Friday March 23 Book Launch: Reconsidering Knowledge: Feminism and the Academy, ++

Meg Luxton and Mary Jane Mossman (eds) will launch this IFLS/CFR sponsored collection tomorrow March 23, 2012, 2:00 p.m. – 3:30 p.m.  FSCR (Founders 305) at York University.  This book “examines current ideas about feminism in relation to knowledge, education and society, and the future potential for feminist research and teaching in the university context.” Click on the image to order through Fernwood.

Contents of Reconsidering Knowledge: Introduction (Mary Jane Mossman and Meg Luxton) • Part One: Feminism and the Academy: Revealing the “Other” • Feminism and the Academy: Transforming Knowledge? (Meg Luxton) • Cartographies of Knowledge and Power: Transnational Feminism as Radical Praxis (M. Jacqui Alexander & Chandra Talpade Mohanty) • Sexual Diversity in Cosmopolitan Perspective (Elisabeth Young-Bruehl) • Part Two: Feminism and the Academy: (Re)Engaging the “Knowledge Revolution” • Universities Upside Down: The Impact of the New Knowledge Economy (Margaret Thornton) • The University on-the-Ground: Reflections on the Canadian Experience (Janice Newson) • Part Three: Feminism and the Academy: Remembering History/ Recalling Resistance • Bluestockings and Goddesses: Writing Feminist Cultural History (Ann Shteir) • Feminism, Ecological Thinking and the Legacy of Rachel Carson (Lorraine Code) •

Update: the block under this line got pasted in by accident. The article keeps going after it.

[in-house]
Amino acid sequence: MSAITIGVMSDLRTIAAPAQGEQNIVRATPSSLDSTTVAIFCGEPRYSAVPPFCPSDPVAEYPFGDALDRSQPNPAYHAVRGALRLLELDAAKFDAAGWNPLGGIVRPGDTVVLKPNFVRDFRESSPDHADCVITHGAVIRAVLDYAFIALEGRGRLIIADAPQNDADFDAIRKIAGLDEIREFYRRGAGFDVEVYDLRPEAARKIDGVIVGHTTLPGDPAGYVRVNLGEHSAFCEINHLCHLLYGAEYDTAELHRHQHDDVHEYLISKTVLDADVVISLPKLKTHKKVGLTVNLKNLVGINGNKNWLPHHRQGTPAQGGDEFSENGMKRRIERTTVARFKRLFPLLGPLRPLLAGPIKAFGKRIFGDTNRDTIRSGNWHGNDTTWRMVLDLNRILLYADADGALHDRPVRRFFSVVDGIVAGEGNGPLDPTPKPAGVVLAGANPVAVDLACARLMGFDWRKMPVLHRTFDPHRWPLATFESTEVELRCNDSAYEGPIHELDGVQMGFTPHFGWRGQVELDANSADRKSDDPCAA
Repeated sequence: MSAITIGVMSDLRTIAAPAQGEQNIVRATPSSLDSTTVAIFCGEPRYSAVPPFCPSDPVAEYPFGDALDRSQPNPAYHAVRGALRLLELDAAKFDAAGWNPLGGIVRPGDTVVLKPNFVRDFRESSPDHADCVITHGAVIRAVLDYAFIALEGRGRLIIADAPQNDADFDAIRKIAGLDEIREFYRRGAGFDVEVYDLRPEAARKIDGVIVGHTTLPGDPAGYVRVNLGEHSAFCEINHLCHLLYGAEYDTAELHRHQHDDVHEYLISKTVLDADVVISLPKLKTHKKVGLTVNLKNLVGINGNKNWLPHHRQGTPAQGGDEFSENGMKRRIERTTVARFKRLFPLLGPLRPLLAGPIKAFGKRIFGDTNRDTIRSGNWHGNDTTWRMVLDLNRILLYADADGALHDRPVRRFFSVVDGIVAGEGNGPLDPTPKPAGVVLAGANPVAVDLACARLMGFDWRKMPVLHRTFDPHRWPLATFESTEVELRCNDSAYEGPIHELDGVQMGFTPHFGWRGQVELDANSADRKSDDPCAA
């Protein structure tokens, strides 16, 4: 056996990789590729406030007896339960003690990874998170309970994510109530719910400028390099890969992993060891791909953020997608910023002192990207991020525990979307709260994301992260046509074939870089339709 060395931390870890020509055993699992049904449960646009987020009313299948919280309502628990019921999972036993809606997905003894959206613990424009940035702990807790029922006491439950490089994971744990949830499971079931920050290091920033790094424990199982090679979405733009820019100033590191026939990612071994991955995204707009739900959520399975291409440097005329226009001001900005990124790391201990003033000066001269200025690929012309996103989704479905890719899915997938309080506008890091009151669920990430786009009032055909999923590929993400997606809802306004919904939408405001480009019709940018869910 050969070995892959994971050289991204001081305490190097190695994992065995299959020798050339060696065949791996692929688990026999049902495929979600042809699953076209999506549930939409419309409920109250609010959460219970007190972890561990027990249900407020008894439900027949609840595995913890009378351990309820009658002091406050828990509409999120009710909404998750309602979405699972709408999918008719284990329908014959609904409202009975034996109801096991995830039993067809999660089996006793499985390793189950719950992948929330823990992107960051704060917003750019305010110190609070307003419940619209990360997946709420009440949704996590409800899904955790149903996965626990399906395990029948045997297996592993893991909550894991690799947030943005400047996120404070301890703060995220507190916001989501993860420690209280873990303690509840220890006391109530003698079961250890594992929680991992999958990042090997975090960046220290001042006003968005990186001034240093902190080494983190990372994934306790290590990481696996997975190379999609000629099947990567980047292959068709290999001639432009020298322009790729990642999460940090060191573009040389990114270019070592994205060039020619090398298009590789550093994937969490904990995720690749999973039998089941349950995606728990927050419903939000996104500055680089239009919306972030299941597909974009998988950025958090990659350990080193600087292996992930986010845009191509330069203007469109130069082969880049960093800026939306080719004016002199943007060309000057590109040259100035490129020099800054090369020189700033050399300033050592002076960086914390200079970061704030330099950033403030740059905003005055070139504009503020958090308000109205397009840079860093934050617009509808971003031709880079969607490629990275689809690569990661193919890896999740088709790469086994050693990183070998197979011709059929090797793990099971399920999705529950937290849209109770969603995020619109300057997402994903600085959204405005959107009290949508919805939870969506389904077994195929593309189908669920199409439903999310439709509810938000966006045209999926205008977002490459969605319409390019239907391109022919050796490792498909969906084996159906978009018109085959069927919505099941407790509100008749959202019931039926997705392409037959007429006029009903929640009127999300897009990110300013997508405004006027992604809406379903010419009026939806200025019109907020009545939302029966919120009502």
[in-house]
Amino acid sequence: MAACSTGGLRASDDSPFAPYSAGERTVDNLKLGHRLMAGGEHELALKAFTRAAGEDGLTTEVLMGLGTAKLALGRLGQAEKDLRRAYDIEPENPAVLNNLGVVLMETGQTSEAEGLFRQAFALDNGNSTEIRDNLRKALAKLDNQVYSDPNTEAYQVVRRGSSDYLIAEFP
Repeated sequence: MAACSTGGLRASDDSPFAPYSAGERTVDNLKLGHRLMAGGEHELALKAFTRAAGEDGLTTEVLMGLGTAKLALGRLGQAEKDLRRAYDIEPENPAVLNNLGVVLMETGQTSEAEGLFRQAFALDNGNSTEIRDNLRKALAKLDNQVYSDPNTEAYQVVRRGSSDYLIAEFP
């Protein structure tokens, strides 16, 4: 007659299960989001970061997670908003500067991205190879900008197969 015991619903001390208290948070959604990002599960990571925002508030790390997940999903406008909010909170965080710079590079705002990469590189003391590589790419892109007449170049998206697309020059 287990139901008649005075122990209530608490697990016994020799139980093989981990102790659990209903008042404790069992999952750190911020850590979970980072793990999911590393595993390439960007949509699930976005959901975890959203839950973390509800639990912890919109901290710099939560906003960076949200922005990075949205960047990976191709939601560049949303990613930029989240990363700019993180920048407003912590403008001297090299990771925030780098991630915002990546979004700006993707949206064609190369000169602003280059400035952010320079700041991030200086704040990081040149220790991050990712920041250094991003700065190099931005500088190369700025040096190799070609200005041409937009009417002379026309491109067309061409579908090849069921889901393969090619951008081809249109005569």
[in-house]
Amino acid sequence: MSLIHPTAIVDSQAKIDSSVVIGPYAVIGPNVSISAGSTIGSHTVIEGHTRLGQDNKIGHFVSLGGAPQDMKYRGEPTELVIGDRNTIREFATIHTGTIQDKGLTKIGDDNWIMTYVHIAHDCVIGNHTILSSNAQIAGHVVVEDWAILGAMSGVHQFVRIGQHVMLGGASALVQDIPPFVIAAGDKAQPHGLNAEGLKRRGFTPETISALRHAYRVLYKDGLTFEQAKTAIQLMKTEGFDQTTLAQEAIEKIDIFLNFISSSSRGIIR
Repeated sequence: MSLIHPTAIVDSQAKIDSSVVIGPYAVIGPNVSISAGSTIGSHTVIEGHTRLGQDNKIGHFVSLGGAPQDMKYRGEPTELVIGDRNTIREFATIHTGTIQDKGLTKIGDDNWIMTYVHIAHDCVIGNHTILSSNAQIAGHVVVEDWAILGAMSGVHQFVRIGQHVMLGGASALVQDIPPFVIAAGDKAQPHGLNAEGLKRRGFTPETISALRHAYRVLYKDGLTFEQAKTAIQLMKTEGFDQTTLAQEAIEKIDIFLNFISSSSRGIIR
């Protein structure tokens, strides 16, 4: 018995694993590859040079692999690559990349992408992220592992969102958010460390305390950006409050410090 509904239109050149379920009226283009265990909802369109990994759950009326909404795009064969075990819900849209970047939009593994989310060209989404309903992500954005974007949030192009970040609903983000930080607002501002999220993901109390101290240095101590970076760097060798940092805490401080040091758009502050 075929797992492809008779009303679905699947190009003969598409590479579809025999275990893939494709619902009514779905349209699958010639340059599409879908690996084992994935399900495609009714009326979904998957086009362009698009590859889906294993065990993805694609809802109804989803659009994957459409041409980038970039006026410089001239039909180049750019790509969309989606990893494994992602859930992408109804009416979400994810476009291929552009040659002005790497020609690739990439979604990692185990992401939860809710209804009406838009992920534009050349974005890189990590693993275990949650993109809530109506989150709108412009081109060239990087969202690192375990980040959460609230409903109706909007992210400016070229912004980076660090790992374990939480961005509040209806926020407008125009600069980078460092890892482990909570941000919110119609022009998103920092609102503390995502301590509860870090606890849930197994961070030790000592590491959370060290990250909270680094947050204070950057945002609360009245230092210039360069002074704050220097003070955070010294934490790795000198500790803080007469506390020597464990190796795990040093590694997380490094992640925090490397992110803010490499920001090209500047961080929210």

Click on the image to order the book from Fernwood Publishing.

Another book I’m interested in these days in the same general area (women, the academy, race, class) Presumed Incompetent: The Intersections of Race and Class for Women in Academia Edited by Gabriella Gutiérrez y Muhs, Yolanda Flores Niemann, Carmen G. González, Angela P. Harris Utah State UP.   You can read the introduction (Gonzalez & Harris) here, on SSRN.  I’m still looking for a table of contents, but the book has 40 contributors and is divided into five parts – General Campus Climate; Faculty-Student Relationships; Networks of Allies; Social Class in Academia; Tenure and Promotion.

Presumed Incompetent is a pathbreaking account of the intersecting roles of race, gender, and class in the working lives of women faculty of color. Through personal narratives and qualitative empirical studies, more than 40 authors expose the daunting challenges faced by academic women of color as they navigate the often hostile terrain of higher education, including hiring, promotion, tenure, and relations with students, colleagues, and administrators. The narratives are filled with wit, wisdom, and concrete recommendations, and provide a window into the struggles of professional women in a racially stratified but increasingly multicultural America.  (from the publisher)


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